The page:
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Indian dinner supports Nicaragua trip to install pedal-powered water pump

By From page A1 | April 11, 2013

Tim Brown, 17, a student at Da Vinci High School, explains how an old swimming pool pump will be attached to a bicycle to pump water up a hill in the rural community of Sabana Grande, Nicaragua. Students will travel to the village this summer to install their project. Fred Gladdis/Enterprise photo

Da Vinci High School’s Team Blend is a service-oriented club that like to build gadgets that are muscle-powered. Previous projects include a manually powered blender — hence the club’s name.

Now they’re working on a bicycle-based pedal-powered water pump, which they intend to take to a rural town in Nicaragua this summer. To support the trip, Team Blend will hold a fundraising dinner — featuring Indian food by noted Davis chef Mary Philip — on Saturday at Davis United Methodist Church, 1620 Anderson Road.

The suggested donation is $30 for adults, $12 for children and youths. The doors open at 5:30 p.m.; RSVP by calling 530-220-2330.

“Currently, the people in that town — Sabana Grande — are taking water up a hill in buckets, and using the water to irrigate plants that they are growing,” said Noah Papagni, 15, a member of Team Blend. “Our goal is to come up with an easier way.”

The pedal-powered gizmo will be used to move water up a gentle slope that’s several thousand feet long, with an elevation gain of about 90 feet. They are using parts from an electric water pump, replacing the electrical portion of the mechanism with a pedal-driven system.

“The big design question is whether we want a stationary bike with the pump behind it — perhaps a recumbent bike, like the one at the pedal-powered carousel at the Davis Farmers Market,” said Timmy Brown, 16. “We understand that some of the women in Sabana Grande are not as comfortable straddling a bike seat” and might prefer the recumbent style.

“But right now,” Brown added, “we just want to make sure that the pump is going to move the water.”

Mariah Farris and Ariane Farris, 11th-grade twin sisters, are also Team Blend participants.

“I think what attracted me was the community service aspect,” Ariane said. “Mariah and I have worked with the migrant children’s summer school in Davis, and I thought it would be interesting to go and work with kids like that in Nicaragua.”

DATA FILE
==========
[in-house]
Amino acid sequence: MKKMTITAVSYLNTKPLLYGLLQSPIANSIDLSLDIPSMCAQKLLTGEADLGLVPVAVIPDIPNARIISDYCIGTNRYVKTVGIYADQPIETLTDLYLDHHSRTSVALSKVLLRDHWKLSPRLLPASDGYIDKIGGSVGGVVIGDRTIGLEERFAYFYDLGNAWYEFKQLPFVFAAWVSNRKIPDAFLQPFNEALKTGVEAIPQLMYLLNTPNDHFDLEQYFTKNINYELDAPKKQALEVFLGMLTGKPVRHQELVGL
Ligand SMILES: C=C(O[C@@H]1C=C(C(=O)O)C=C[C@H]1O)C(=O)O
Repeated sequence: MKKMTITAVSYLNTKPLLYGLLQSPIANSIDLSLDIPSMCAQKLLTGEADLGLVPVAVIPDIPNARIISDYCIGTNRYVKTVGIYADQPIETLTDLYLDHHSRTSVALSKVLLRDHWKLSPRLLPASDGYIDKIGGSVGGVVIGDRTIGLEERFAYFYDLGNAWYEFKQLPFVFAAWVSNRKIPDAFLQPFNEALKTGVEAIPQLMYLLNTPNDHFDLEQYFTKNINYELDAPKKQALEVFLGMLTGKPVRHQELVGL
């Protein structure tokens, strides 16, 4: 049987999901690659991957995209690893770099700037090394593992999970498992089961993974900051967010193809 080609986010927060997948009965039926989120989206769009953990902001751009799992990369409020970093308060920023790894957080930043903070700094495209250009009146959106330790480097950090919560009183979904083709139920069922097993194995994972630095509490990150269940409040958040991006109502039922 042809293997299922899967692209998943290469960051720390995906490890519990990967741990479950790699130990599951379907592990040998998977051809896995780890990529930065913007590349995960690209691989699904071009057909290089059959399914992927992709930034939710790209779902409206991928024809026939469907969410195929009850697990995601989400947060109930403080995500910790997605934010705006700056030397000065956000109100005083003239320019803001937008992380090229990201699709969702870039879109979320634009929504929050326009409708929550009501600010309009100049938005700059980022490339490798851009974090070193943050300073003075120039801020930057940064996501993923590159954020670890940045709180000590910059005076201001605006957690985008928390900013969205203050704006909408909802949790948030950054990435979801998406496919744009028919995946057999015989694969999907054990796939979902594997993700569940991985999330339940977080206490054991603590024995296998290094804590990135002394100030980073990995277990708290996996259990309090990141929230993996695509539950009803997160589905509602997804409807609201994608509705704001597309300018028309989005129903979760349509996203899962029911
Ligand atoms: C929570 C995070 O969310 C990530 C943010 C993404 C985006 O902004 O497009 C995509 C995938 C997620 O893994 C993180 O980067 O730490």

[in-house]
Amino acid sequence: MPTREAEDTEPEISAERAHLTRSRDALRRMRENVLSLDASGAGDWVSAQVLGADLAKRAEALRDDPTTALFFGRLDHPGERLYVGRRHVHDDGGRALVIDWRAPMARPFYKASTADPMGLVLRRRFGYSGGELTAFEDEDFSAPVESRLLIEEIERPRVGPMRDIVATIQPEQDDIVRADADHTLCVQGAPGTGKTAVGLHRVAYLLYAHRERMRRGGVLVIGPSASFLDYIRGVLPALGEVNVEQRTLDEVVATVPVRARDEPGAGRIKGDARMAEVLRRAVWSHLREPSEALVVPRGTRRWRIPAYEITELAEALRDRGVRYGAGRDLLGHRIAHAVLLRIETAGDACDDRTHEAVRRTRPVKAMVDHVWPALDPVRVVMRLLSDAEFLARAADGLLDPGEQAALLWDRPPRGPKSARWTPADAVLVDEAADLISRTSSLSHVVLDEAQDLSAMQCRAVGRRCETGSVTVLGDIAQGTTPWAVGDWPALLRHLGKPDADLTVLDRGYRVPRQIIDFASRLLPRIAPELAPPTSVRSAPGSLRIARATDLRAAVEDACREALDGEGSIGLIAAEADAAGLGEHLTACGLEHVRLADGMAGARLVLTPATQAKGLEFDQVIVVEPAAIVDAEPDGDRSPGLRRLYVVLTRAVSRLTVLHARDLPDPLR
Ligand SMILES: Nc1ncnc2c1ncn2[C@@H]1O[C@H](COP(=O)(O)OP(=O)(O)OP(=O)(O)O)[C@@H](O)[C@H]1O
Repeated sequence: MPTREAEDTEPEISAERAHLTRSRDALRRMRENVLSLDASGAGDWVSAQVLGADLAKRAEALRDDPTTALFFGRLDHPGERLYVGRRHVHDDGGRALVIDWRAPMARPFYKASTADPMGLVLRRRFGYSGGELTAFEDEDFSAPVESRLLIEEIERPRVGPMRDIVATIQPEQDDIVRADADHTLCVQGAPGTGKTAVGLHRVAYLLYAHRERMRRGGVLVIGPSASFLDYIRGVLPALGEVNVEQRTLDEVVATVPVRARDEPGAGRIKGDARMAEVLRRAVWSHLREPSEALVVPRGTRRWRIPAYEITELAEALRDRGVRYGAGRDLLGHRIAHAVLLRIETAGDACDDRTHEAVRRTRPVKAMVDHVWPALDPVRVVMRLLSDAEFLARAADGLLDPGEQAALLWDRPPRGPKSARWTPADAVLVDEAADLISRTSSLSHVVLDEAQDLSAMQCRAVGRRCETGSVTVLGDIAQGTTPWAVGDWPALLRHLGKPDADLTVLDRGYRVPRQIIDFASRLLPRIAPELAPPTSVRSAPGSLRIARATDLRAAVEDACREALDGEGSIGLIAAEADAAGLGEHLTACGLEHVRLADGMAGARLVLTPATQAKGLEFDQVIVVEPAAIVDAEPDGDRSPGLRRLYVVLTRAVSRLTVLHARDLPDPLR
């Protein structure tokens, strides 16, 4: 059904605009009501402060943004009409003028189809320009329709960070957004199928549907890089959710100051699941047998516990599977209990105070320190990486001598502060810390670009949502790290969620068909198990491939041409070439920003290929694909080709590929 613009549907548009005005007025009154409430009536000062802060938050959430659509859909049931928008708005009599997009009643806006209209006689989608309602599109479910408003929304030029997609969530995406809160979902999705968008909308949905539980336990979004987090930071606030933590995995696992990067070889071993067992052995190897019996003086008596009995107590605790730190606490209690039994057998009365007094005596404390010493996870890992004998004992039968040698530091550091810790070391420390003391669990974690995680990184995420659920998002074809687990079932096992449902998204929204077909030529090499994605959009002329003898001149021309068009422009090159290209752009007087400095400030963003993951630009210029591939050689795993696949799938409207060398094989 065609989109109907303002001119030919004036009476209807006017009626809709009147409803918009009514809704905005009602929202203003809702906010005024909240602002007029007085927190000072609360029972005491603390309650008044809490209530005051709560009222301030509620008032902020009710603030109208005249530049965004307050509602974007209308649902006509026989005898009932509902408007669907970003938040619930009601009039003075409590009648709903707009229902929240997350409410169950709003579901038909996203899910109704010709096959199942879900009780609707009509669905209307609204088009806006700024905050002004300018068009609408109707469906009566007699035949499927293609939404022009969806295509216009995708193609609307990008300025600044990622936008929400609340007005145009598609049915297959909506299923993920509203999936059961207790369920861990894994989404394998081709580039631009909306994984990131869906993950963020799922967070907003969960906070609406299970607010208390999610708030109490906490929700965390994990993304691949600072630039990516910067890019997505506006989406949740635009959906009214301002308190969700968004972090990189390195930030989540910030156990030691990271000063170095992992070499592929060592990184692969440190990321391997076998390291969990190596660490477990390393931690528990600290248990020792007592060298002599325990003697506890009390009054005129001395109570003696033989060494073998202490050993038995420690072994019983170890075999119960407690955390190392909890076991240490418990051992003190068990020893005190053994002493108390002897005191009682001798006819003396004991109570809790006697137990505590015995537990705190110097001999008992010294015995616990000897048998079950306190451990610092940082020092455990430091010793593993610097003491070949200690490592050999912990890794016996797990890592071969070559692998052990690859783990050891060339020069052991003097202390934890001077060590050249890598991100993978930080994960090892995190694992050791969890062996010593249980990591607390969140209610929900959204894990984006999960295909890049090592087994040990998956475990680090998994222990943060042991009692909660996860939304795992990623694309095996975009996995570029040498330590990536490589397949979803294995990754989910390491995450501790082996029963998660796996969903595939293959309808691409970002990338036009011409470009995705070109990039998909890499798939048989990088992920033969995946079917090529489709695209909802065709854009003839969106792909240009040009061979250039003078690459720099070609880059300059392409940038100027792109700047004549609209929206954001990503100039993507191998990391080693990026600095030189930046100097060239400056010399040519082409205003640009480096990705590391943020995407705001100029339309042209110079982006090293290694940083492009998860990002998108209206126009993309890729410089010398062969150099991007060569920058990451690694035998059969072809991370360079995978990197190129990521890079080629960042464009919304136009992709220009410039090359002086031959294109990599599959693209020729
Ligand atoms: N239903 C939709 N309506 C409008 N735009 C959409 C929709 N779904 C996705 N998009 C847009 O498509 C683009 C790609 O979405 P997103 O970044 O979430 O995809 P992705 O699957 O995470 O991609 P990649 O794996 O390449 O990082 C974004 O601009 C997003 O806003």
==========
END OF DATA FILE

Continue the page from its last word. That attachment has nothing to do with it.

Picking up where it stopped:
The Farris twins can’t manage this summer’s Team Blend trip, but are helping prepare this year’s project, and hope to go abroad on a Team Blend project next year.

Papagni, who has visited Nicaragua twice on service trips with a different club, has studied Spanish for several years in school. The Farris sisters came up through the Davis school district’s Spanish Immersion program, and Brown said he speaks some Spanish, but this will be his first trip to Nicaragua.

Other students in the project are Lauren Hartz,  Aaron Simon, Ari Amon, Shannon Mo, Tessa Nelson, Elsa Young, Katasha Dasilva and Emily Masiel. The teachers/advisers are Deb Bruns, Zach Powers and Rebekah Rottenberg.

Brown said that he’s enjoying the challenge of figuring out how much power the pump can generate, and how much water it can move.

“Initially, I didn’t want to do engineering, because both my parents are chemical engineers,” he said. “But now I realize this kind of project fits my interests and my personality. I’m thinking about majoring in some kind of engineering when I get to college.

“And,” Brown added with a smile, “I love the taste of Indian food!”

— Reach Jeff Hudson at [email protected] or 530-747-8055.

Jeff Hudson

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